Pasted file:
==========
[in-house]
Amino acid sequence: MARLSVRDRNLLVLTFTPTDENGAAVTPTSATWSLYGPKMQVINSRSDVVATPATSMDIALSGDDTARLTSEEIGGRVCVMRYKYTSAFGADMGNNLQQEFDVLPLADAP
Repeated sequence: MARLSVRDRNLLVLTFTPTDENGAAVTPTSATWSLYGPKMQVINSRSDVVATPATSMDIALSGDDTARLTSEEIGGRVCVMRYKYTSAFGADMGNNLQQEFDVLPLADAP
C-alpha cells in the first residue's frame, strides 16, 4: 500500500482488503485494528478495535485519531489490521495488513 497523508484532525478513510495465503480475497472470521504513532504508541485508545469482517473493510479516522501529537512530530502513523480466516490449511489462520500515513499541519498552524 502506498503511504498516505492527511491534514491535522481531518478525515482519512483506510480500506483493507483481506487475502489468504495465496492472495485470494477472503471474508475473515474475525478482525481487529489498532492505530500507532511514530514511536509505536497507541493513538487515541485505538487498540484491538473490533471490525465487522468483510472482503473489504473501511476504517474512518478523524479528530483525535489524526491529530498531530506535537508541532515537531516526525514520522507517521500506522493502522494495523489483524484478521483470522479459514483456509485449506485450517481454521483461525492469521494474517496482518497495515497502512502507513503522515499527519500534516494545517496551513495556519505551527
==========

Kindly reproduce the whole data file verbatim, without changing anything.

[in-house]
Amino acid sequence: MARLSVRDRNLLVLTFTPTDENGAAVTPTSATWSLYGPKMQVINSRSDVVATPATSMDIALSGDDTARLTSEEIGGRVCVMRYKYTSAFGADMGNNLQQEFDVLPLADAP
Repeated sequence: MARLSVRDRNLLVLTFTPTDENGAAVTPTSATWSLYGPKMQVINSRSDVVATPATSMDIALSGDDTARLTSEEIGGRVCVMRYKYTSAFGADMGNNLQQEFDVLPLADAP
C-alpha cells in the first residue's frame, strides 16, 4: 500500500482488503485494528478495535485519531489490521495488513 497523508484532525478513510495465503480475497472470521504513532504508541485508545469482517473493510479516522501529537512530530502513523480466516490449511489462520500515513499541519498552524 502506498503511504498516505492527511491534514491535522481531518478525515482519512483506510480500506483493507483481506487475502489468504495465496492472495485470494477472503471474508475473515474475525478482525481487529489498532492505530500507532511514530514511536509505536497507541493513538487515541485505538487498540484491538473490533471490525465487522468483510472482503473489504473501511476504517474512518478523524479528530483525535489524526491529530498531530506535537508541532515537531516526525514520522507517521500506522493502522494495523489483524484478521483470522479459514483456509485449506485450517481454521483461525492469521494474517496482518497495515497502512502507513503522515499527519500534516494545517496551513495556519505551527